IJN Sōryū (1935)
Japan, 1937-42. Fleet Aircraft Carrier
The first purpose-built IJN fleet carrier
Another important landmark in the development of IJN air power, was the construction of the IJN Sōryū. Until then, following a parralel with the USN, IJN Hosho was the earlier equivalent to the USS langley, Converted IJN Akagi and Kaga, the answer to USS Lexington and Saratoga, and the IJN Ryūjō, the equivalent of the USS Ranger, a light carrier playing with the Washington's treaty inconsistencies. She was the result of the London treaty, opening a new alley for Japanese medium carriers.
The IJN Sōryū was often paired with IJN Hiryū and indeed, they proceeded from the same program, as half sister-ships. But they diverged considerably, and the former paved the way to the excellent Shōkaku-class aircraft carrier completed in 1941, and in fact for a whole wartime generation of Japanese fleet aicraft carriers. IJN Sōryū's career started immediately with the Sino-Japanese war and her actions with the Kidō Butai, followed its fate at Midway in June 1942.
The London Naval Conference of 1930 at last allowed the Japanese to strengthen their carrier fleet as the parity with the USA and Great Britain and Japan shifted from 5:5:3 at Washington to 10:10:7 which was more favorable and opened an option for two more, larger aircraft carriers. Both ships were indeed built under 1st Supplementary Program of 1931.
IJN Sōryū was one of two new large carriers approved for construction, under the 1931–32 Supplementary Program with IJN Hiryū. This was a first as she was to be designed from the keel up as a medium fleet aircraft carrier. The main advantage of the time she was started, was to incorporate lessons learned from the light carrier Ryūjō
. The latter as a reminder was built to exploit a loophole of the Washington treaty defining aircraft carriers by their tonnage; Below 10,000 tons.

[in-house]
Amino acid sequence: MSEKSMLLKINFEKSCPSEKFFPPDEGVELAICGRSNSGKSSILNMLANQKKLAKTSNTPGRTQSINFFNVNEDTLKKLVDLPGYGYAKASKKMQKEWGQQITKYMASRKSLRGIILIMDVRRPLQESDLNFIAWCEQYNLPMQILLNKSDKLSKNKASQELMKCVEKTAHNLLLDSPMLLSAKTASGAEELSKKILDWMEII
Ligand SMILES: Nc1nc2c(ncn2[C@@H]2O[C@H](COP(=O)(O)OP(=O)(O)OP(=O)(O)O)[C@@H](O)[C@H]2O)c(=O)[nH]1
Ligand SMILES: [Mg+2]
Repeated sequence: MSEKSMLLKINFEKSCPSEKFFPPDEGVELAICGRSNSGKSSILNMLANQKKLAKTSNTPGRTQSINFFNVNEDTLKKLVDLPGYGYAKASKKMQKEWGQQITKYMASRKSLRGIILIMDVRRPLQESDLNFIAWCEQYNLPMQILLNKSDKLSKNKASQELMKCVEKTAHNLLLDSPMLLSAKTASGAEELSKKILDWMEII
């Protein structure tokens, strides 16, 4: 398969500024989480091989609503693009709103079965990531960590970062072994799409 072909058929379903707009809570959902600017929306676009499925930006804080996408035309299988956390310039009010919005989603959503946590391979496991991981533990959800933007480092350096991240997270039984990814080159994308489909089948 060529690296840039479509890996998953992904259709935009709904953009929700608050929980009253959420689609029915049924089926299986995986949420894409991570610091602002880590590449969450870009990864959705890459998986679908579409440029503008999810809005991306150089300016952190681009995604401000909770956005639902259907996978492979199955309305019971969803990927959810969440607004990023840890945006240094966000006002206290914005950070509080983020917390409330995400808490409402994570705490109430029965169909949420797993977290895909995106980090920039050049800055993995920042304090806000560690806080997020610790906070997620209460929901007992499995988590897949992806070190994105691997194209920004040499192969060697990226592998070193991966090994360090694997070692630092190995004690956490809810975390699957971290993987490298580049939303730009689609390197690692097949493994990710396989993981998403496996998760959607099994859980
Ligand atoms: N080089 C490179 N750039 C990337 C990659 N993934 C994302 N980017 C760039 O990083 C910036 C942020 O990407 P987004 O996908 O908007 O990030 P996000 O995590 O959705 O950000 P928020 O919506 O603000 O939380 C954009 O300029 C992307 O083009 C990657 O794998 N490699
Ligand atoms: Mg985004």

The idea was to built swarms of these light carriers, outside the cap fixed in that category. Of course the treaty's revision led to the closure of this in the 1930 London treaty, just as the first ship was built. So she remained alone, but experience with her led to an interesting starting point to develop a larger fleet carrier, while still relatively light, but maximizing aircraft capacity while using available treaty tonnage.
During the Shanghai incident of 1932, 1st Koku Sentai, IJN KAGA and HOSHO were deployed to the Chinese coast, first opportunity for Japanese carriers to be tested in battle conditions, gaining invaluable operational experience. Around this time the impractical triple-deck arrangement on AKAGI and KAGA was abandoned and the two carriers were indeed scheduled to be rebuilt by 1935 and 1938. But the fleet still needed its first truly successful medium sized Japanese carrier. IJN SORYU and HIRYU were authorized under the Second Replenishment Program of FY 1934 which accentuated the expansion of naval aviation. In addition to two purpose-built carriers it included two fleet oilers TSURUGIZAKI and TAKASAKI, designed for rapid conversion to carriers (later SHOHO and ZUIHO). The general aim was to achieve parity with the United States naval air arm.
Of course, all aforementioned carriers were conceived in accordance with the tonnage restrictions of the Washington Treaty. It was hoped that by the time of HIRYU's completion in 1937 the restrictions would be lifted, but in January 1936 the Japanese delegation withdrew from the new London Treaty talks. It was decided not to comply with the limitations of both Washington and London Naval Treaties any longer. After 1 January 1937, warship construction could proceed without further constraints.
1933 - start of the design process
First off, it was obvious in 1930 that the design of Ryūjō was top-heavy, especially after the admiralty decision to double the number of aircraft. At that stage, in 1933, it was clear on her first trials that she had serious stability issues and was downright dangerous. She was rebuilt in 1935. Still in 1933, the engineers at least started with a better basis, freed from the below 10,000 tonnes cap. The ship could have a larger, beamier hull, a slightly taller forward freeboard to cope with heavy weather and better hangar-prow combination, while accommodating a more reasonably shaped hangar, and not inheriting a tall tandem hangar.